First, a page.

Now THAT title ought to get me some Google hits. 🙂
Actually, at first glance, that title might seem to some like a contradiction. It sounds almost like “the media” (meaning the news media) are the victims, rather than the perpetrators as many of us often think of them.
However…that’s not what I mean by “media” here. 🙂 I am referring to the broader definition; any form of communication, particularly public communication, is a medium, not just journalism. Art, music, dance, literature, television, movies…all of them (and others) are the media I’m talking about.
So…who has been raping the media?
You might be surprised.
I was thinking in my mind (where I happen to do most of my thinking) about this the other day. I was thinking specifically about the music industry, about different people I’ve either known or heard about who had to decide whether to make “Christian” music or mainstream music–despite several (mildly) successful crossovers by certain artists, Christian artists are now (still?) in a position where they have to choose between two distinct markets. And I’ve been thinking about artists like Sam Phillips (not the Sun Records dude) who began her career as Leslie Phillips in the Christian music industry but disavowed the whole scene. Or, for that matter, Katy Perry (think “I Kissed a Girl”) who started in Christian music as Katy Hudson.
I wonder what it was that caused these artists to switch (in Sam Phillips’ case, fairly vehemently). I marvel at how much of an anomaly U2 is, having infused overt Christian messages into their music consistently over several decades and having pretty much gotten away with it. And I wonder how it is that songs in the mainstream can spout such diverse (and sometimes perverse) messages, but songs about Jesus are considered too controversial to take the risk on. Why is the music industry (and others) so polarized about this?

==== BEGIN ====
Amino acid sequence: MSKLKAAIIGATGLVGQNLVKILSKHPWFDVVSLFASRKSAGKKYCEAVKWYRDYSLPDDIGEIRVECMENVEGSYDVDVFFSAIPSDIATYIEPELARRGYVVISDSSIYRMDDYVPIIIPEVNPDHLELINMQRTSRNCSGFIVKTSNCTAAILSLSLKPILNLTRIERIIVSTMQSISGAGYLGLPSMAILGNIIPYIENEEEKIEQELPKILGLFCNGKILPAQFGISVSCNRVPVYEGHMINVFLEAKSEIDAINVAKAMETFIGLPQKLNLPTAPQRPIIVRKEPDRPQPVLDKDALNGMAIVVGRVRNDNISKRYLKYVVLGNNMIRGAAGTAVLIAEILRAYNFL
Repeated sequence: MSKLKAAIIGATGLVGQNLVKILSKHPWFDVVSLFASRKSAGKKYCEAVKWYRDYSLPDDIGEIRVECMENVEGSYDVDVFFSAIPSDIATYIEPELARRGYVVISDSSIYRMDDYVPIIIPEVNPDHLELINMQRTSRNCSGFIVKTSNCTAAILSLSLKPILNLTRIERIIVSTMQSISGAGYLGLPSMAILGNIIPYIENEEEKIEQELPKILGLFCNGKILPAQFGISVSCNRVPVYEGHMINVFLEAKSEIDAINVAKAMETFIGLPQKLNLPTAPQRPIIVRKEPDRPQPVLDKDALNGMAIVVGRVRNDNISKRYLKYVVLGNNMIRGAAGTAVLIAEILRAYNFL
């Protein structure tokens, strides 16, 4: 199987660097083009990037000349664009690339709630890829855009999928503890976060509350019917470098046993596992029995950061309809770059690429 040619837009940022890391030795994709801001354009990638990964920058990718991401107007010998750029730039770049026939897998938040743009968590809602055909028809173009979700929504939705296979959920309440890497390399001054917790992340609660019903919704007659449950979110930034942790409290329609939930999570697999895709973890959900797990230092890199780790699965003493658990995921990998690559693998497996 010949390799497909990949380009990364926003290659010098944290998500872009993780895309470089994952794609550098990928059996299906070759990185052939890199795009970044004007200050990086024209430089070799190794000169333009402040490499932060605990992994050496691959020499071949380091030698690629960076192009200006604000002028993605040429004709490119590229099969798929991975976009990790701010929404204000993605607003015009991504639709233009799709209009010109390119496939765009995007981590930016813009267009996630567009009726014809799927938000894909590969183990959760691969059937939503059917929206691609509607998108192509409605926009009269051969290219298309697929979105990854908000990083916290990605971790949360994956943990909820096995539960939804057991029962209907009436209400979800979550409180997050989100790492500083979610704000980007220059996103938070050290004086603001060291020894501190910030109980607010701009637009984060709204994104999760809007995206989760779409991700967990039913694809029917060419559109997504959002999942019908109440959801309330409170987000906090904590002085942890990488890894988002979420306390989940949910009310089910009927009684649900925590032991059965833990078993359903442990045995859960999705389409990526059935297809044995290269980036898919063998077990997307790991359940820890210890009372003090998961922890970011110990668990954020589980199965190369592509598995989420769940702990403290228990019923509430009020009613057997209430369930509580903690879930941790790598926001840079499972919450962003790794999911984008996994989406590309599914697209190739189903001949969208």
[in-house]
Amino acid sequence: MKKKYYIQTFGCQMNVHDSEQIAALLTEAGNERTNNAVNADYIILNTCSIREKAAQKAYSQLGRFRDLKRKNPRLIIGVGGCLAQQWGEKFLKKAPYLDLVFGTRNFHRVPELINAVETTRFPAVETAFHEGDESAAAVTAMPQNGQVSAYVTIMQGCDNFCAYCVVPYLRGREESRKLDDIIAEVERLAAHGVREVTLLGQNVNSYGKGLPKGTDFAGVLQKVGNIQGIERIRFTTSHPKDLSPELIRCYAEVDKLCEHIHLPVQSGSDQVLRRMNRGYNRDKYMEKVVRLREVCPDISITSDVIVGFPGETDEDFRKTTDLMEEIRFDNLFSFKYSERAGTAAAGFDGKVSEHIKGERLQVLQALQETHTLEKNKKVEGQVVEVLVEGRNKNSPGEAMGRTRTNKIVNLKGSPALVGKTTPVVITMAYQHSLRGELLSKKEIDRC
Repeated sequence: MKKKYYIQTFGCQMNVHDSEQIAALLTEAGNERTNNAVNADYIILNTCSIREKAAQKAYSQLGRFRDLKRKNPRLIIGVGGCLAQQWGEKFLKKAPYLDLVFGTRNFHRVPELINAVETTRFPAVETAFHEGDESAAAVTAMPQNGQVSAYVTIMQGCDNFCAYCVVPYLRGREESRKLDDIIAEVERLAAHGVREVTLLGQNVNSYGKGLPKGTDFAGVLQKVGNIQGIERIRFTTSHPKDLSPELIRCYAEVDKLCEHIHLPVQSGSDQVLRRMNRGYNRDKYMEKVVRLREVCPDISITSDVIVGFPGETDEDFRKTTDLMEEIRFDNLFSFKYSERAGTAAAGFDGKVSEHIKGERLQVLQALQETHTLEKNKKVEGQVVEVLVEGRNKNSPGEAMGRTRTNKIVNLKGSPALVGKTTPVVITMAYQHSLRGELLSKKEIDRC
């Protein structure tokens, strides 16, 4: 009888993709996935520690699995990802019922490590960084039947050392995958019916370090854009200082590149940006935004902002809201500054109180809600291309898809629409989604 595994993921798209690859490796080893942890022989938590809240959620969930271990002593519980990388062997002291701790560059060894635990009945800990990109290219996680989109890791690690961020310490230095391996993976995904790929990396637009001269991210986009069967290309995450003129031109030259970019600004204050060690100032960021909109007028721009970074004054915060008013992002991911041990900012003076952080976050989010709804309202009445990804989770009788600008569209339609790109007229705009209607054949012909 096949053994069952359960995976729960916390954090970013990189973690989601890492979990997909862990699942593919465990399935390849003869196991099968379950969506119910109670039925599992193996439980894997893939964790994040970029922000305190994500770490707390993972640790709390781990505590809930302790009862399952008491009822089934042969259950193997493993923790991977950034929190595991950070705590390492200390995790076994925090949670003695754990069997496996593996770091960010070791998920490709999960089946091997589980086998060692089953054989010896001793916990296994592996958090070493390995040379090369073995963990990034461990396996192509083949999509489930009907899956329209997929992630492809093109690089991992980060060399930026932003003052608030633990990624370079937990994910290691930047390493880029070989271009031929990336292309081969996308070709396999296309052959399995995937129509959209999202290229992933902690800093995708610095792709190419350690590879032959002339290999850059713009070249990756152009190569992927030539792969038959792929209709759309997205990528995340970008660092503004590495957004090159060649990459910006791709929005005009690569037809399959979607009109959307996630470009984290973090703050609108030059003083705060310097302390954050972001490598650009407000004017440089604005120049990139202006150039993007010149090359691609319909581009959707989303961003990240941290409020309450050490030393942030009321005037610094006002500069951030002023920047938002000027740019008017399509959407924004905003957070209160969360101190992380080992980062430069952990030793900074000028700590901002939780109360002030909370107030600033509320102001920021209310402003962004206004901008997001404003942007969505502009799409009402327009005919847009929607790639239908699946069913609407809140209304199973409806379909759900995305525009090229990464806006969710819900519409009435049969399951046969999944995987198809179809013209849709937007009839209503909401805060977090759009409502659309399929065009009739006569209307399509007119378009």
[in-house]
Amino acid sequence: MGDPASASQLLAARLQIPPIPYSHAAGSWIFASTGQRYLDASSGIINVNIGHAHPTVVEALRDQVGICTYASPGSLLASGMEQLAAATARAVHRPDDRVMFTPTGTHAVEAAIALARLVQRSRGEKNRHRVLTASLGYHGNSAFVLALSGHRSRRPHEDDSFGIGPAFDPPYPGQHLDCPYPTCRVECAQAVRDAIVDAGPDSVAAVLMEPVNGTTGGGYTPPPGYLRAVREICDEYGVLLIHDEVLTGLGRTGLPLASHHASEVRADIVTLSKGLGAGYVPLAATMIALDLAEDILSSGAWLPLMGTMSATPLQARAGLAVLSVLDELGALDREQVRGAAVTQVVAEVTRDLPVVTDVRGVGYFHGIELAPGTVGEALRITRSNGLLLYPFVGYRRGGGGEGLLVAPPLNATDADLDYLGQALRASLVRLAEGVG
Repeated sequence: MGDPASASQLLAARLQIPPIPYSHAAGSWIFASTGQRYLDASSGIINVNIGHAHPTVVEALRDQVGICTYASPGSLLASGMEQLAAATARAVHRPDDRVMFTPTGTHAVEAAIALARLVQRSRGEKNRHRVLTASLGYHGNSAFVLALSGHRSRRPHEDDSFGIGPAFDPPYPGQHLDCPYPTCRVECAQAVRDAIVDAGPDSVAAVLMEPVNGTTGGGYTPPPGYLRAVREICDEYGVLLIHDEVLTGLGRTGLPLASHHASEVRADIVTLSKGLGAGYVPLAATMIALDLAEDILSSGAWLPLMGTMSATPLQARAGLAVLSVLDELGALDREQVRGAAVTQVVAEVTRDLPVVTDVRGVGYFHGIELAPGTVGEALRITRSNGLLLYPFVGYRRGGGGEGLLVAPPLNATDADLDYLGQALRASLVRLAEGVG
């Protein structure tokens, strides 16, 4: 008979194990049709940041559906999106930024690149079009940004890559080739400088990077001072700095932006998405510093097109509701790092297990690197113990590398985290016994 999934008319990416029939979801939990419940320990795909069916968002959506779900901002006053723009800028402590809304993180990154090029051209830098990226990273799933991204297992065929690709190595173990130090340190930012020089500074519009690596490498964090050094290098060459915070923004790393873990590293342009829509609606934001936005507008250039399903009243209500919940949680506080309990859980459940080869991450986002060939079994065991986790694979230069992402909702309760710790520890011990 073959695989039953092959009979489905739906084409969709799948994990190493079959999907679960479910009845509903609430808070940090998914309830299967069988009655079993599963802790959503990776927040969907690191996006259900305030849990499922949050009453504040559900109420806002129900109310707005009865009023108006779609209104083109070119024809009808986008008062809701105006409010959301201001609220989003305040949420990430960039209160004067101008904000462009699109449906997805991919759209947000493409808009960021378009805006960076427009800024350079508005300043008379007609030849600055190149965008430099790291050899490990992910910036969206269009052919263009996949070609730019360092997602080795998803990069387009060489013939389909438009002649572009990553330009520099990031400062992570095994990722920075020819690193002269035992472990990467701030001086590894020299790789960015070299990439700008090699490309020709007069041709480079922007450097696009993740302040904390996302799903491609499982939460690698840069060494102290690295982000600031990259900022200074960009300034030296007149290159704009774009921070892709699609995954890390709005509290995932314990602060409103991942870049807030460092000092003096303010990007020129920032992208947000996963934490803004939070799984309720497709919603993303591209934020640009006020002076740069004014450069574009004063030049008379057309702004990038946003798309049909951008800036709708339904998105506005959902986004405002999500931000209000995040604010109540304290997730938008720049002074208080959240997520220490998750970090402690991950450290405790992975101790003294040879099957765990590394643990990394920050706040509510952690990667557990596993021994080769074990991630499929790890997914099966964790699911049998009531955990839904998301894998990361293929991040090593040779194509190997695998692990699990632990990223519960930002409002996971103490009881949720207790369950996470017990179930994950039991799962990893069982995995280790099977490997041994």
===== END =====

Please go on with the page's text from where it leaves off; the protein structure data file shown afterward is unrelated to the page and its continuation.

I believe I know why.
Who has been raping the media?
The Christians. The Christians have been raping the media.
Here’s what I mean by this. For many decades, and pretty much since the advent of mass forms of communication, the evangelical church has held the conviction that these outlets need to be maximized to carry the message of Christ. The sense of urgency that the gospel must be preached to the whole world seems to be a noble enough cause; what believer would argue with it? With radio, television, printed and recorded media, and so on, we had the potential to reach more people at once than ever before in history. We felt not only a sense of excitement, but also a sense of obligation, to use these media to their fullest extent.